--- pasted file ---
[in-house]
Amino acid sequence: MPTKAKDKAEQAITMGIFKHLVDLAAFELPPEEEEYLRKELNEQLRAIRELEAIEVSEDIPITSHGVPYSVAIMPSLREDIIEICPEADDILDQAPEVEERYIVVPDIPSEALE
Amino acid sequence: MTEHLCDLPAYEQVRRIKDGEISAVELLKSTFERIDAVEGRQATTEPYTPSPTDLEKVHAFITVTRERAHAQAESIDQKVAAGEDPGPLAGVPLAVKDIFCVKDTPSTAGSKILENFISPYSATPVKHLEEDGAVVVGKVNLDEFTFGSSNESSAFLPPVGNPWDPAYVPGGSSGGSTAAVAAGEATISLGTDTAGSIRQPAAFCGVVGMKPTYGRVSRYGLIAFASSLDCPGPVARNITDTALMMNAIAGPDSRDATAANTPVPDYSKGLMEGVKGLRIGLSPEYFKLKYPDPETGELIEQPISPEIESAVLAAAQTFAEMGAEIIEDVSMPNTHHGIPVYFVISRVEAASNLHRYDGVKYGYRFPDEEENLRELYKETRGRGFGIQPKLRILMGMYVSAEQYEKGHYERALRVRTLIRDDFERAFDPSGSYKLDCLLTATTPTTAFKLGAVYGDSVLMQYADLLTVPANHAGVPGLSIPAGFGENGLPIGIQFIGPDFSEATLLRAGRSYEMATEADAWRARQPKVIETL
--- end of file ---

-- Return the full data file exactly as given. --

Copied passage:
[in-house]
Amino acid sequence: MPTKAKDKAEQAITMGIFKHLVDLAAFELPPEEEEYLRKELNEQLRAIRELEAIEVSEDIPITSHGVPYSVAIMPSLREDIIEICPEADDILDQAPEVEERYIVVPDIPSEALE
Amino acid sequence: MTEHLCDLPAYEQVRRIKDGEISAVELLKSTFERIDAVEGRQATTEPYTPSPTDLEKVHAFITVTRERAHAQAESIDQKVAAGEDPGPLAGVPLAVKDIFCVKDTPSTAGSKILENFISPYSATPVKHLEEDGAVVVGKVNLDEFTFGSSNESSAFLPPVGNPWDPAYVPGGSSGGSTAAVAAGEATISLGTDTAGSIRQPAAFCGVVGMKPTYGRVSRYGLIAFASSLDCPGPVARNITDTALMMNAIAGPDSRDATAANTPVPDYSKGLMEGVKGLRIGLSPEYFKLKYPDPETGELIEQPISPEIESAVLAAAQTFAEMGAEIIEDVSMPNTHHGIPVYFVISRVEAASNLHRYDGVKYGYRFPDEEENLRELYKETRGRGFGIQPKLRILMGMYVSAEQYEKGHYERALRVRTLIRDDFERAFDPSGSYKLDCLLTATTPTTAFKLGAVYGDSVLMQYADLLTVPANHAGVPGLSIPAGFGENGLPIGIQFIGPDFSEATLLRAGRSYEMATEADAWRARQPKVIETL